Track and Field

Camas distance runner Daniel Maton finds motivation in quest for Washington state track three-peat

BEAVERTON, Ore. — Daniel Maton crossed the finish line behind what felt like a sea of runners, immediately put both hands on his knees and slumped over.

In the same race last year, he was the first to hit the finish line tape. This time proved different.

He didn’t just run a bad race, there was more to it. Maton, a repeat Washington high school state champion in the 800 and 1,600, finished 11th in the boys elite mile at Friday’s Jesuit (Ore.) Twilight Relays — an event he won the previous year with a time nearly eight seconds quicker, and took second in as a sophomore.

Camas senior Daniel Maton slumps after finishing the elite mile race at the Jesuit Twilight Relays on Friday, May 3. (Andy Buhler/Scorebook Live)

“This race will be motivation,” Maton said. “I’ll be even better at state.”

Maton, a University of Washington signee, won the class 4A event state titles in the 800 and 1,600-meter races as a sophomore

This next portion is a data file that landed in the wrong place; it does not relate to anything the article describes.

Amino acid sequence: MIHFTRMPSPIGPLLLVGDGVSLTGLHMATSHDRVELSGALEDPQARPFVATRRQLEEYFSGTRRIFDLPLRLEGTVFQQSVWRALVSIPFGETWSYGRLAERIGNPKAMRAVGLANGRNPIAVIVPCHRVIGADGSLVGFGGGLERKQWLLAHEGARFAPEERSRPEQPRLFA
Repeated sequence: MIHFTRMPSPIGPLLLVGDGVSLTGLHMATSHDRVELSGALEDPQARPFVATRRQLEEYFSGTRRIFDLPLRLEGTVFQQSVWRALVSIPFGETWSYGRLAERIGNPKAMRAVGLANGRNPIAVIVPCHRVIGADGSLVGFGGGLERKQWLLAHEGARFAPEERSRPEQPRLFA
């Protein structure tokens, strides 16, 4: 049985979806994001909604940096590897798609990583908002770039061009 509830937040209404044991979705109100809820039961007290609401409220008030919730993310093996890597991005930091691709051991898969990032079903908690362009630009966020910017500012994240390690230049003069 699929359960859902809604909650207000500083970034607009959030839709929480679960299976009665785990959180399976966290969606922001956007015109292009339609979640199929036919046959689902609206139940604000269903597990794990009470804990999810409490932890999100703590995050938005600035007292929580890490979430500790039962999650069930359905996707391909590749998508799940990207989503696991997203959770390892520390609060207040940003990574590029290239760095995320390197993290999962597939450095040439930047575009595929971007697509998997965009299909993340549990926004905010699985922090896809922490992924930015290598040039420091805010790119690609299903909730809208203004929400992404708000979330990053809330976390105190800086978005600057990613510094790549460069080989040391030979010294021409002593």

He then came back and defended both as a junior. This year, he’s determined to do the same.

Growing up, Maton never had to look far to find great runners. He just had to look around the dinner table.

Daniel’s father, Jim Maton, won an NCAA championship in the 800 in 1988 as a runner for Eastern Illinois. His mother, Michelle Maton (formerly Dekkers) was an All-American at Indiana, where she won an individual cross country national title.

His brother, Matthew Maton, was a standout distance runner at Oregon.

So the spotlight has always been larger than normal on Daniel Maton as he enters this month’s state track meet at Mount Tahoma High School as the distance runner to beat.

Even so, he believes he’s in as good a position as ever to three-peat.

For one, his training this season has amped up. He’s running more miles in faster times and incorporating weights, too.

And Maton, who hasn’t dealt with injuries this season like in years past, says it’s paying off.

“I’m definitely in better shape,” Maton said. “My workouts have been crazy better. Indoor ran 4:09 then went through a huge training block. This weekend was my first race where I kind of backed off a little bit. You know, just bad days happen.”

He acknowledged the slow start, and how he never got into a rhythm. But the disappointment, Maton supposed, was over a small blip in a solid season thus far. One he hopes will end on a high note.

“It just motivates me to work a little bit harder, stay a little more focused and prepare a little bit better, I guess,” Maton said. “Maybe focus on the race. There’s a lot of things I can fix.”

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